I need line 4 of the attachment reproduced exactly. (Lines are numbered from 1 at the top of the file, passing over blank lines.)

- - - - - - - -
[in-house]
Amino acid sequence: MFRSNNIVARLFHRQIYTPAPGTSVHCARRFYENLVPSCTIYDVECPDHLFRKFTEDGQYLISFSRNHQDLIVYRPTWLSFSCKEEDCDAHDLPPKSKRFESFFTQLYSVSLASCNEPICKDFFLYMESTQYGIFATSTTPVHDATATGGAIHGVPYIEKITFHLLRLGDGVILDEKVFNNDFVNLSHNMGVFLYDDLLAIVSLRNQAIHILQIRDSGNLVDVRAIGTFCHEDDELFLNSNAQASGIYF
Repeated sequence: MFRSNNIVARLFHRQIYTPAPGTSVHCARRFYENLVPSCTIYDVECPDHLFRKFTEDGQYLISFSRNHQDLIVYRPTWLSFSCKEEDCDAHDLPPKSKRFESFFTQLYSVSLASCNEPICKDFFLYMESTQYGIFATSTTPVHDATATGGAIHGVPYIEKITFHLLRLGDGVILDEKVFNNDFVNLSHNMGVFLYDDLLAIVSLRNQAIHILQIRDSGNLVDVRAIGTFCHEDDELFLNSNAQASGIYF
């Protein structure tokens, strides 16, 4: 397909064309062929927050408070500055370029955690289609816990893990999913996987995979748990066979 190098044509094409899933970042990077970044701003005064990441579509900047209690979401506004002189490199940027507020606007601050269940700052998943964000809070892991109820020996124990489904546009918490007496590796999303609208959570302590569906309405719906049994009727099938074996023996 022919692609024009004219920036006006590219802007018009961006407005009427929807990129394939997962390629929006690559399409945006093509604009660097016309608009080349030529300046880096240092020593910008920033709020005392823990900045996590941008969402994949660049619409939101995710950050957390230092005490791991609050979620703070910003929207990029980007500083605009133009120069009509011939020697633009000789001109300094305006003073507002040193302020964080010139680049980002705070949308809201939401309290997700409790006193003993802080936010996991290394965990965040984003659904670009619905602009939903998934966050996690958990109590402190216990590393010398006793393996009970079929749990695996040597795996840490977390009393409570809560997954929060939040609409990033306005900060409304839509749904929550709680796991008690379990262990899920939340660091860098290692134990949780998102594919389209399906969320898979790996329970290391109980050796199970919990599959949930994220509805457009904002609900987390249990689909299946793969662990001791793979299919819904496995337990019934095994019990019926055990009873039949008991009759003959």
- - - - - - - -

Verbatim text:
């Protein structure tokens, strides 16, 4: 397909064309062929927050408070500055370029955690289609816990893990999913996987995979748990066979 190098044509094409899933970042990077970044701003005064990441579509900047209690979401506004002189490199940027507020606007601050269940700052998943964000809070892991109820020996124990489904546009918490007496590796999303609208959570302590569906309405719906049994009727099938074996023996 022919692609024009004219920036006006590219802007018009961006407005009427929807990129394939997962390629929006690559399409945006093509604009660097016309608009080349030529300046880096240092020593910008920033709020005392823990900045996590941008969402994949660049619409939101995710950050957390230092005490791991609050979620703070910003929207990029980007500083605009133009120069009509011939020697633009000789001109300094305006003073507002040193302020964080010139680049980002705070949308809201939401309290997700409790006193003993802080936010996991290394965990965040984003659904670009619905602009939903998934966050996690958990109590402190216990590393010398006793393996009970079929749990695996040597795996840490977390009393409570809560997954929060939040609409990033306005900060409304839509749904929550709680796991008690379990262990899920939340660091860098290692134990949780998102594919389209399906969320898979790996329970290391109980050796199970919990599959949930994220509805457009904002609900987390249990689909299946793969662990001791793979299919819904496995337990019934095994019990019926055990009873039949008991009759003959």